Integrating the Department of Defense Supply Chain: Techincial Report

By Eric Peltz; Marc Robbins | Go to book overview

Summary
In the mid-1990s, the U.S. Department of Defense (DoD) began a sustained effort to improve its supply chain, improving performance and harvesting significant efficiencies through process improvement initiatives, rationalizing functional activities across organizations, and integrating functions and organizations within processes. However, additional opportunity exists for integrating the supply chain across processes. In a fully integrated supply chain, processes are intertwined in a way that process design and execution decisions must consider impacts on all other processes and the total supply chain in order to achieve optimal supply chain performance and efficiency rather than focusing on the success of individual processes, functions, and organizations.To help DoD determine how to tap the full potential of supply chain integration, the Assistant Secretary of Defense for Logistics and Materiel Readiness (ASD(L&MR)) asked the RAND National Defense Research Institute (NDRI), based upon prior research and analysis and ongoing DoD initiatives, to develop a framework for an integrated DoD supply chain, identify barriers and enablers to integration, and make recommendations to align policy with the framework. In addition, NDRI was also asked to identify opportunities for efficiency through improved integration.2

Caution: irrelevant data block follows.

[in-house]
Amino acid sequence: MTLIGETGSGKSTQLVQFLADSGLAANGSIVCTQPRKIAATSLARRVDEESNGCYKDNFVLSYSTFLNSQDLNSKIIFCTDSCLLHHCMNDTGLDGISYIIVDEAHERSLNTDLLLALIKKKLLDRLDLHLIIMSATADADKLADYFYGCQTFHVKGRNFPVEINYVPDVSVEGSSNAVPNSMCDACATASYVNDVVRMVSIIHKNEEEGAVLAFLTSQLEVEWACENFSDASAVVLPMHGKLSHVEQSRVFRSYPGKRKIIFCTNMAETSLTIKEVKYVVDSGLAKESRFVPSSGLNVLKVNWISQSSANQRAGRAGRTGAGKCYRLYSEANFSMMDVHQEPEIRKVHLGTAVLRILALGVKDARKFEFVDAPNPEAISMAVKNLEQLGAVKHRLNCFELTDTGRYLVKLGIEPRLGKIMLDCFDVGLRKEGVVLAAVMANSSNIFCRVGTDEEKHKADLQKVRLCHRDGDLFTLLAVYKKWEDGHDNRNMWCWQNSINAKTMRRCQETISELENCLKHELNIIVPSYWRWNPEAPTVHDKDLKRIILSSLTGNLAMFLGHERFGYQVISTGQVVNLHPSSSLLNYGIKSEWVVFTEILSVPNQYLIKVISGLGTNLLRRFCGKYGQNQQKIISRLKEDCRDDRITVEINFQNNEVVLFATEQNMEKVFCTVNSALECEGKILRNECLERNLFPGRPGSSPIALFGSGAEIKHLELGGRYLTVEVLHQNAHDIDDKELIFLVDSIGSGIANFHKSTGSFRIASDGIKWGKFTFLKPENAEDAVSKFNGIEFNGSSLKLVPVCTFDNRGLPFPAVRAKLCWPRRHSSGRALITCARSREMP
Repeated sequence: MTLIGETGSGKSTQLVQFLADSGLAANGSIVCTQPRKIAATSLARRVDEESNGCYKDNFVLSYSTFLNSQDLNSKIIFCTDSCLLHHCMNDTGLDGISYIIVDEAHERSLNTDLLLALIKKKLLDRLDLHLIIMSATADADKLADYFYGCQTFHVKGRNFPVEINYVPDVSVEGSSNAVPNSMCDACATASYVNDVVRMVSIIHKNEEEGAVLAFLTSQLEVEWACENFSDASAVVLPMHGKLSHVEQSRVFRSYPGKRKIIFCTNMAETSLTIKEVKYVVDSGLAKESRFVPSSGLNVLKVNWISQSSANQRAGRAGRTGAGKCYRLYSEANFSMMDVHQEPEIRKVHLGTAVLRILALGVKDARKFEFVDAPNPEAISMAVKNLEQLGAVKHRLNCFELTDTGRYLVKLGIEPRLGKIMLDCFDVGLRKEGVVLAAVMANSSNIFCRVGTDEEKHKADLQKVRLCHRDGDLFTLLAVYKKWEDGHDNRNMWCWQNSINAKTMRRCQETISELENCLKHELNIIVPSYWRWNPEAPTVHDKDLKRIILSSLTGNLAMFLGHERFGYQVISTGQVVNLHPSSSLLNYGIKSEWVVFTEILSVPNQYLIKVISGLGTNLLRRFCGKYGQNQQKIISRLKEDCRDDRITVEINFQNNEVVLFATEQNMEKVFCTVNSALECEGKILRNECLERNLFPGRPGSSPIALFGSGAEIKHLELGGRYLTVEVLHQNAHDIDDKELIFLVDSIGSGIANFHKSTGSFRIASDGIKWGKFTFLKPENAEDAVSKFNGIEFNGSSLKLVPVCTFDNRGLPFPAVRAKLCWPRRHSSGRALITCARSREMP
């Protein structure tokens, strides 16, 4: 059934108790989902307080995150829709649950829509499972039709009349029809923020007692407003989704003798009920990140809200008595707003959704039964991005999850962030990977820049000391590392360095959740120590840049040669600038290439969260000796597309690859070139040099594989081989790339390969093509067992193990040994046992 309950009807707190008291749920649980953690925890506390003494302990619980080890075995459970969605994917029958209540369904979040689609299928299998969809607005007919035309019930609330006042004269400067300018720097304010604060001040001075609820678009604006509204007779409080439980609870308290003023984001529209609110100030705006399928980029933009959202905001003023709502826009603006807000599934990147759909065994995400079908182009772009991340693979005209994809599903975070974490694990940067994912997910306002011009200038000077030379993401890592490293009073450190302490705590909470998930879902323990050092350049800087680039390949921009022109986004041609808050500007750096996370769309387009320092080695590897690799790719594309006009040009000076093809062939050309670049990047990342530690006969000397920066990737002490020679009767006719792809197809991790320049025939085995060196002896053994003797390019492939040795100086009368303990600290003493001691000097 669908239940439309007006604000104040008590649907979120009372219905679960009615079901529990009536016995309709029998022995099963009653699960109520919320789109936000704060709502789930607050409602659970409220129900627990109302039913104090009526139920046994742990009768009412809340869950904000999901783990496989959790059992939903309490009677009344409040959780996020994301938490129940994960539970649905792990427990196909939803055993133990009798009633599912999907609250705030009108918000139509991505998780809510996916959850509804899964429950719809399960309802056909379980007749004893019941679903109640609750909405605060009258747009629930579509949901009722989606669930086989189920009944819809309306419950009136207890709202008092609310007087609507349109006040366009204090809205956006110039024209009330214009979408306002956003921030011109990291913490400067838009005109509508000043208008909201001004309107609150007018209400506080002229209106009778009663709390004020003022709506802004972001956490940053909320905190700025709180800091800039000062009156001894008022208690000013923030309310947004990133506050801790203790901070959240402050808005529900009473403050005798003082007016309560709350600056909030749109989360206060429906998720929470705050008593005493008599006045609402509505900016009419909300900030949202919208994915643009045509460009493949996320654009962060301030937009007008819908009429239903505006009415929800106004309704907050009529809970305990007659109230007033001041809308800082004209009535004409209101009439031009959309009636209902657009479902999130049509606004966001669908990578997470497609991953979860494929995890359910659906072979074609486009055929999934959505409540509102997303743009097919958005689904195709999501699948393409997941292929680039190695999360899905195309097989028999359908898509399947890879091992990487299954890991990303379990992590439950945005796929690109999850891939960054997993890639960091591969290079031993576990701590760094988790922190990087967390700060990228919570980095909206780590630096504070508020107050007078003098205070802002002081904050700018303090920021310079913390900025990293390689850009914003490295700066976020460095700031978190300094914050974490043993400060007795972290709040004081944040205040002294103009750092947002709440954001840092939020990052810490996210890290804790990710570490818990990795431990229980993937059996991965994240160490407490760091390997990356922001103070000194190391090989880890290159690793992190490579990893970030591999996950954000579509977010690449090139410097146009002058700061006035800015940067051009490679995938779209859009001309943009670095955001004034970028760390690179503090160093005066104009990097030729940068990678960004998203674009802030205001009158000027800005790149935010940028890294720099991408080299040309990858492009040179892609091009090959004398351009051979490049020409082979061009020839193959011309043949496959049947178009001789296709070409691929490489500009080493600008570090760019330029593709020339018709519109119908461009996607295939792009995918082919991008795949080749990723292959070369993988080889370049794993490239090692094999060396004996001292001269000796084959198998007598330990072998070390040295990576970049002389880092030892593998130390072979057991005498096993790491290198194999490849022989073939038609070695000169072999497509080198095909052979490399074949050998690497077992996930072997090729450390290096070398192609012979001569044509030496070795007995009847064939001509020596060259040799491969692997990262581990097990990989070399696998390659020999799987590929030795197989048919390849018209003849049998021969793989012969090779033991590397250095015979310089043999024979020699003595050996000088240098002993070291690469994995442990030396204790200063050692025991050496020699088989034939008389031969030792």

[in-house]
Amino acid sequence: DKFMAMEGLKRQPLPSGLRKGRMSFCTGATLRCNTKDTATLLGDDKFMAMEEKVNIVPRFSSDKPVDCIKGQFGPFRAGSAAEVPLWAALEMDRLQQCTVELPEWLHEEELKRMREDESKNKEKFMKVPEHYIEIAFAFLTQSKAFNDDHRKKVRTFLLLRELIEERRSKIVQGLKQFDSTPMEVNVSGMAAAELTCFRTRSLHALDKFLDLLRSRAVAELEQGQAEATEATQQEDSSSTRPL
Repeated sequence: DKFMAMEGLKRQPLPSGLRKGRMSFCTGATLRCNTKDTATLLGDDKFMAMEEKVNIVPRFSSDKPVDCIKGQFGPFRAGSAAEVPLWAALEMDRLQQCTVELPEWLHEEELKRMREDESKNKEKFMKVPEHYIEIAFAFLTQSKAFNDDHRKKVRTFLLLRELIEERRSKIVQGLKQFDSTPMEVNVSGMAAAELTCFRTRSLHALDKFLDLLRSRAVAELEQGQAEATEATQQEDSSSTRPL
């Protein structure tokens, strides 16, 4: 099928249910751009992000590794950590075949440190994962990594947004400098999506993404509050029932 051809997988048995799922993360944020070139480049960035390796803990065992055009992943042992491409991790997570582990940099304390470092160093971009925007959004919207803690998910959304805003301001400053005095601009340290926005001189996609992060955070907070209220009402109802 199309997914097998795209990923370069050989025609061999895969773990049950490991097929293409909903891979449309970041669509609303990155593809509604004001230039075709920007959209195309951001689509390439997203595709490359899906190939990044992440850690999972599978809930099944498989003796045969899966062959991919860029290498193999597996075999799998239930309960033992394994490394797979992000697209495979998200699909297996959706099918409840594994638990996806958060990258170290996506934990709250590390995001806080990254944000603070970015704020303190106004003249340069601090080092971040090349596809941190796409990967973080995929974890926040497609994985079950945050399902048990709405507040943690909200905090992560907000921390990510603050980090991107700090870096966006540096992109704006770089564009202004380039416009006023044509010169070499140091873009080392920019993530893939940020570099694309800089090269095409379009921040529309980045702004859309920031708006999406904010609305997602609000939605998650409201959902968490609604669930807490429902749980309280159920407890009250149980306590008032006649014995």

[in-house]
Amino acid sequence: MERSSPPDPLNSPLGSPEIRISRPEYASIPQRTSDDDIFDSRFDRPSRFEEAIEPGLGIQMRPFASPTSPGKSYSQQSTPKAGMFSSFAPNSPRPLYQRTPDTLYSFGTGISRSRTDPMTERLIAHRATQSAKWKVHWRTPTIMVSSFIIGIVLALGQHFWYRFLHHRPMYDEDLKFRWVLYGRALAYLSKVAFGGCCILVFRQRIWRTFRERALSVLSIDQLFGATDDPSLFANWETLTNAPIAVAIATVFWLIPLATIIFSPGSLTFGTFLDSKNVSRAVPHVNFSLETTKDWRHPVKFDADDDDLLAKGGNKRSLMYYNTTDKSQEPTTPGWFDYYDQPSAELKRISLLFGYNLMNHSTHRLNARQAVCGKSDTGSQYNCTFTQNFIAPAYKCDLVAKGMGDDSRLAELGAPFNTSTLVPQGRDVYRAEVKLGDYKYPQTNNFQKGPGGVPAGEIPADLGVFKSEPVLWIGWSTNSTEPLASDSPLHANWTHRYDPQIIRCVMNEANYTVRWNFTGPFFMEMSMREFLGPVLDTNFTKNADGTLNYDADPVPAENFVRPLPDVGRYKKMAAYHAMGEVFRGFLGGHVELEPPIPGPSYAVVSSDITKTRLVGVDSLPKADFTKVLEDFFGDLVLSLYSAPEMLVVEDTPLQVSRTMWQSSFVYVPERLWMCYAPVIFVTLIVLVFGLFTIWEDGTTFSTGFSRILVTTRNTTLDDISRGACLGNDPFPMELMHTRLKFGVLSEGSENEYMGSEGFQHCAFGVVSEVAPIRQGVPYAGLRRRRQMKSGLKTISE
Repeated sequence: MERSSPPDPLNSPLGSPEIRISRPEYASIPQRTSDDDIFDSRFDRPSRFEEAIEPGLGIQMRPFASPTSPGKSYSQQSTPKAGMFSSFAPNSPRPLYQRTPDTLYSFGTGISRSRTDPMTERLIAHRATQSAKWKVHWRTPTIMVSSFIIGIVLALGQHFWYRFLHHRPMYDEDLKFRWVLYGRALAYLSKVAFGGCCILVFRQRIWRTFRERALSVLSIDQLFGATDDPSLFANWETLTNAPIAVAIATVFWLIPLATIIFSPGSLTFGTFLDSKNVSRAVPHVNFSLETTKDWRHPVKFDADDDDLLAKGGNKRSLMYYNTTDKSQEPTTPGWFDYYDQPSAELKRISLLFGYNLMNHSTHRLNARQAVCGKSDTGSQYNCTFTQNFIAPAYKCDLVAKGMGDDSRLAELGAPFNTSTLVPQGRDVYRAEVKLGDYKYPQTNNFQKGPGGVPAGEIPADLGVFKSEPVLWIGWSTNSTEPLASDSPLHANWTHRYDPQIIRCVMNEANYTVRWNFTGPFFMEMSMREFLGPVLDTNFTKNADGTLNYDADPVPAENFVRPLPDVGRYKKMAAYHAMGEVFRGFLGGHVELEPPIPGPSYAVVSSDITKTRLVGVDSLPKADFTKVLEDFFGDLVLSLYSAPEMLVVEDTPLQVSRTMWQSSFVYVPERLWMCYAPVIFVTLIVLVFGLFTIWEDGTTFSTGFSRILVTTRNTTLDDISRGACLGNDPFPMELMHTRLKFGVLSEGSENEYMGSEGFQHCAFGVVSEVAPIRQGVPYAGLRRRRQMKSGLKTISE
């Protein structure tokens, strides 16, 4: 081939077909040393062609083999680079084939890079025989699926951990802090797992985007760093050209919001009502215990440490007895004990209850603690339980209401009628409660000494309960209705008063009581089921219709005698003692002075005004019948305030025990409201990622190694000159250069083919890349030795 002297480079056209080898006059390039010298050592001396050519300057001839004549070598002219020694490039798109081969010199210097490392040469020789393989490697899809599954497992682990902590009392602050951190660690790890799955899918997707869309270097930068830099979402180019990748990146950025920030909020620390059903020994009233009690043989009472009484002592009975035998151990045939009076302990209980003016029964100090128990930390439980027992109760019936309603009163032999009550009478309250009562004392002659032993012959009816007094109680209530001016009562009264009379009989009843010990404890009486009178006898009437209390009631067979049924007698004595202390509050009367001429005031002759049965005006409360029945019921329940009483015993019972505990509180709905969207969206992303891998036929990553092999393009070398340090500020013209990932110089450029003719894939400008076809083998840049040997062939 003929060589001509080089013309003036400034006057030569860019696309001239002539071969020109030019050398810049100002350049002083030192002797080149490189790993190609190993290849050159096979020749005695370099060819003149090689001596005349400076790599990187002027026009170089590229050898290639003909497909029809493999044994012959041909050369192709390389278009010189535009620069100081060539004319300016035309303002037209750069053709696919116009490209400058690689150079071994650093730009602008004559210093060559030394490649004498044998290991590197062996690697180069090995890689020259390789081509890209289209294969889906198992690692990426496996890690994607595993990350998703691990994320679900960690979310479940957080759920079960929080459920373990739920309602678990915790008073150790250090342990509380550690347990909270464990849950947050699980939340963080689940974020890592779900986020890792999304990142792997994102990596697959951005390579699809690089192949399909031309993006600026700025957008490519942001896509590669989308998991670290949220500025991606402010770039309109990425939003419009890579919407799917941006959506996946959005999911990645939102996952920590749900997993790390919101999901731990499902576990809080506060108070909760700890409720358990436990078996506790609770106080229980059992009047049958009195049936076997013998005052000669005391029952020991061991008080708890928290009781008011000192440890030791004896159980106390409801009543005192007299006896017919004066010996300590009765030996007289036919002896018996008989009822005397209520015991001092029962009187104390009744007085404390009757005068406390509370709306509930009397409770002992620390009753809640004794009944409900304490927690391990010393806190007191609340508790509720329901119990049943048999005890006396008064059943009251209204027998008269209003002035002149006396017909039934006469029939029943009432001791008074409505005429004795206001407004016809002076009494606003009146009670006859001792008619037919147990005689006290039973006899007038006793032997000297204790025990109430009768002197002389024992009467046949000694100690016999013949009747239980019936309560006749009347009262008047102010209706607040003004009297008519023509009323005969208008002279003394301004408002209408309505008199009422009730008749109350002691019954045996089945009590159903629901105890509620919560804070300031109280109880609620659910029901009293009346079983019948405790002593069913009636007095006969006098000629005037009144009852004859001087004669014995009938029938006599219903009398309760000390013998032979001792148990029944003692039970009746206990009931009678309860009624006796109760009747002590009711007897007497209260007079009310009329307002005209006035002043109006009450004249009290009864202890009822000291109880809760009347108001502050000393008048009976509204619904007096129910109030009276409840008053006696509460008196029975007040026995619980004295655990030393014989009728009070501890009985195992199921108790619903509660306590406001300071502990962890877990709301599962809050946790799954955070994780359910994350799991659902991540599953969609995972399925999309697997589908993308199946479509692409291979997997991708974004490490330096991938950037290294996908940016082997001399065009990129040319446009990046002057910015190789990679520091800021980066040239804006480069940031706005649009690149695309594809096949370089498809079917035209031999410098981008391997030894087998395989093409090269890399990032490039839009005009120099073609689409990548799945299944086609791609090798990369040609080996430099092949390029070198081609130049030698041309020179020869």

Case Studies
The project developed two related case studies that illustrate the need for improvement in DoD supply chain integration.
The first is on the DoD journey to improve centralized theater inventory, which focuses on optimizing the trade-offs among inventory, transportation, and materiel handing to minimize total supply chain costs versus focusing on minimizing each of these costs independently.
The second case study shows how one functionally isolated decision—a well-meaning decision to shift transportation modes to reduce costs—propagated across the supply

2 The study’s scope included supply classes II (clothing, individual equipment, tools, and administrative supplies), IIIP (packaged petroleum, oil, and lubricants), IV (construction materiel), VI (personal demand items), and IX (repair parts). These are sustainment supply classes currently or recently handled by the DoD distribution network and with the supply chain largely managed by DoD personnel. A few examples in this report also include classes I (subsistence) and VIII (medical materiel).

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